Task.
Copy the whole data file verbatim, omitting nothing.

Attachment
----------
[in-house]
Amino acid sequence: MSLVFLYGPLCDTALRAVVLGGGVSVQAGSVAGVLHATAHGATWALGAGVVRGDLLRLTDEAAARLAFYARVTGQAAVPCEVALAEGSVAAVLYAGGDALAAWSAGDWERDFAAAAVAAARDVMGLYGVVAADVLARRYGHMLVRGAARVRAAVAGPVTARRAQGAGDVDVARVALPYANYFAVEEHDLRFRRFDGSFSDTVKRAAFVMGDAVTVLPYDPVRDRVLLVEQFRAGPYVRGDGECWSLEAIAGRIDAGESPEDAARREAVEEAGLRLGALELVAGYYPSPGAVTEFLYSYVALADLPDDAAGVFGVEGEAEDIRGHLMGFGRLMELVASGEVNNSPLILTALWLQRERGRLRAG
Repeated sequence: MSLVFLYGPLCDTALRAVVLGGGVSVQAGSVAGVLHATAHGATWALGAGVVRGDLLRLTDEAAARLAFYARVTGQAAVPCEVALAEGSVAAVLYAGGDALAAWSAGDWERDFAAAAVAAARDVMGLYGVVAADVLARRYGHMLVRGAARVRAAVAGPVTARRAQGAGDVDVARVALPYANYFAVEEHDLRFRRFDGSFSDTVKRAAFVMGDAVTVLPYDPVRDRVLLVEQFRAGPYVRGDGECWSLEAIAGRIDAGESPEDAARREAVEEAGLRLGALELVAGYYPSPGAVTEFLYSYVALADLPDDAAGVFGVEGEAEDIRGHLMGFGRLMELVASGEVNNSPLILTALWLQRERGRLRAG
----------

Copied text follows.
[in-house]
Amino acid sequence: MSLVFLYGPLCDTALRAVVLGGGVSVQAGSVAGVLHATAHGATWALGAGVVRGDLLRLTDEAAARLAFYARVTGQAAVPCEVALAEGSVAAVLYAGGDALAAWSAGDWERDFAAAAVAAARDVMGLYGVVAADVLARRYGHMLVRGAARVRAAVAGPVTARRAQGAGDVDVARVALPYANYFAVEEHDLRFRRFDGSFSDTVKRAAFVMGDAVTVLPYDPVRDRVLLVEQFRAGPYVRGDGECWSLEAIAGRIDAGESPEDAARREAVEEAGLRLGALELVAGYYPSPGAVTEFLYSYVALADLPDDAAGVFGVEGEAEDIRGHLMGFGRLMELVASGEVNNSPLILTALWLQRERGRLRAG
Repeated sequence: MSLVFLYGPLCDTALRAVVLGGGVSVQAGSVAGVLHATAHGATWALGAGVVRGDLLRLTDEAAARLAFYARVTGQAAVPCEVALAEGSVAAVLYAGGDALAAWSAGDWERDFAAAAVAAARDVMGLYGVVAADVLARRYGHMLVRGAARVRAAVAGPVTARRAQGAGDVDVARVALPYANYFAVEEHDLRFRRFDGSFSDTVKRAAFVMGDAVTVLPYDPVRDRVLLVEQFRAGPYVRGDGECWSLEAIAGRIDAGESPEDAARREAVEEAGLRLGALELVAGYYPSPGAVTEFLYSYVALADLPDDAAGVFGVEGEAEDIRGHLMGFGRLMELVASGEVNNSPLILTALWLQRERGRLRAG